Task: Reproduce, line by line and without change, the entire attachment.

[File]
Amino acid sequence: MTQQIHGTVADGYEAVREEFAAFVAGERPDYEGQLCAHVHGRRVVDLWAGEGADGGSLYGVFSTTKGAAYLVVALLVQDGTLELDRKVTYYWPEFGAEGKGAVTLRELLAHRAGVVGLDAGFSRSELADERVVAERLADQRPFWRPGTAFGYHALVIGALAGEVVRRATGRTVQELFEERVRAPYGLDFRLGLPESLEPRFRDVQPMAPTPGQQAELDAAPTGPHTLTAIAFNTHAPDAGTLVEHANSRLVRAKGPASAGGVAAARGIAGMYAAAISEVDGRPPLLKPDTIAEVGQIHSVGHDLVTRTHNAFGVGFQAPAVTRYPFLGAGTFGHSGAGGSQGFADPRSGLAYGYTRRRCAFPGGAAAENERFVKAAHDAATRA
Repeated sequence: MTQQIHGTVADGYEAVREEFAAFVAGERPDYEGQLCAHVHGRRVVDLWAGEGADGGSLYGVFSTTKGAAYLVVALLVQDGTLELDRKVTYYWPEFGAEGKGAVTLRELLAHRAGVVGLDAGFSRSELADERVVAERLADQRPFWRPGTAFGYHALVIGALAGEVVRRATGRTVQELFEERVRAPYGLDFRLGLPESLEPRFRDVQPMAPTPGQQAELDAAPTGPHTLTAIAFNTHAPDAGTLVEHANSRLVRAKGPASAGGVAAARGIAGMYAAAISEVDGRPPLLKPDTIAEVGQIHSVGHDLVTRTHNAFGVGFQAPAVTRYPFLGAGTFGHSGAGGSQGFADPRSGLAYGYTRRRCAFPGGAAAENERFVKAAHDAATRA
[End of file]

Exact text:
Amino acid sequence: MTQQIHGTVADGYEAVREEFAAFVAGERPDYEGQLCAHVHGRRVVDLWAGEGADGGSLYGVFSTTKGAAYLVVALLVQDGTLELDRKVTYYWPEFGAEGKGAVTLRELLAHRAGVVGLDAGFSRSELADERVVAERLADQRPFWRPGTAFGYHALVIGALAGEVVRRATGRTVQELFEERVRAPYGLDFRLGLPESLEPRFRDVQPMAPTPGQQAELDAAPTGPHTLTAIAFNTHAPDAGTLVEHANSRLVRAKGPASAGGVAAARGIAGMYAAAISEVDGRPPLLKPDTIAEVGQIHSVGHDLVTRTHNAFGVGFQAPAVTRYPFLGAGTFGHSGAGGSQGFADPRSGLAYGYTRRRCAFPGGAAAENERFVKAAHDAATRA
Repeated sequence: MTQQIHGTVADGYEAVREEFAAFVAGERPDYEGQLCAHVHGRRVVDLWAGEGADGGSLYGVFSTTKGAAYLVVALLVQDGTLELDRKVTYYWPEFGAEGKGAVTLRELLAHRAGVVGLDAGFSRSELADERVVAERLADQRPFWRPGTAFGYHALVIGALAGEVVRRATGRTVQELFEERVRAPYGLDFRLGLPESLEPRFRDVQPMAPTPGQQAELDAAPTGPHTLTAIAFNTHAPDAGTLVEHANSRLVRAKGPASAGGVAAARGIAGMYAAAISEVDGRPPLLKPDTIAEVGQIHSVGHDLVTRTHNAFGVGFQAPAVTRYPFLGAGTFGHSGAGGSQGFADPRSGLAYGYTRRRCAFPGGAAAENERFVKAAHDAATRA